Gumby's People > Paul Laurence Dunbar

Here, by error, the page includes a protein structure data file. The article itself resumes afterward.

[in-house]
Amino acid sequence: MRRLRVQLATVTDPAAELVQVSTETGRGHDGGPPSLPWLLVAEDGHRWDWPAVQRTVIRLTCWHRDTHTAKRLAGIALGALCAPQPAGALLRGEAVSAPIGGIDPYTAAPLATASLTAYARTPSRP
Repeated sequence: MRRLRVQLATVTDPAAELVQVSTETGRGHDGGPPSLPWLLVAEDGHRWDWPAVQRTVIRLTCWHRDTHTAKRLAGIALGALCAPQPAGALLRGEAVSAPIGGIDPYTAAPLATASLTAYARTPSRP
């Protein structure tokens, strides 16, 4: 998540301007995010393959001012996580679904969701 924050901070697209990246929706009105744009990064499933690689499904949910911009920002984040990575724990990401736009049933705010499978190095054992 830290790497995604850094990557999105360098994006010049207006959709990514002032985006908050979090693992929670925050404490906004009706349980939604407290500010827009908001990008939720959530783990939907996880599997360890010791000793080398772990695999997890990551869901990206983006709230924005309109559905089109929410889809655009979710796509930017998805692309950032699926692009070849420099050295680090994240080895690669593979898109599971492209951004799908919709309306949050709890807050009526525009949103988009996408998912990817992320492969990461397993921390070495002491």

As was true for Langston Hughes, W.E.B. Du Bois, and the other writers to which Gumby devoted entire scrapbooks or large sections thereof, Paul Laurence Dunbar's volume is largely a repository for examples of his published work. This is certainly the case in the pages reproduced here. This clipped copy of "Darkie's Rainy Day" (see above right: "Laurence Dunbar," p. 16) is a typical example of Dunbar's "dialect verse," through which he attempted to memorialize African-American folk culture by capturing the language he associated with it. Such work--along with many poems written in other dialects as well as standard English--made Dunbar the first widely-read African-American poet of the twentieth century. His popularity was no doubt enhanced by his collaboration as a lyricist for the composer Will Marion Cook on the hit 1903 musical In Dahomey, starring Bert Williams and George Walker, work that is commemorated by the sheet music that Gumby included on the scrapbook's opposite page (see above: "Laurence Dunbar," p. 17). Though Dunbar occasionally generated criticism for his use of language that was superficially similar to minstrel dialogue and the stylized racist work of contemporary white authors like Joel Chandler Harris, he was admired by prominent African-American intellectuals ranging from Frederick Douglass to W.E.B. Du Bois for including recognizably African-American voices in his poetry without demeaning them. He also inspired some of the most influential poets of the later Harlem Renaissance, including Countee Cullen and Hughes.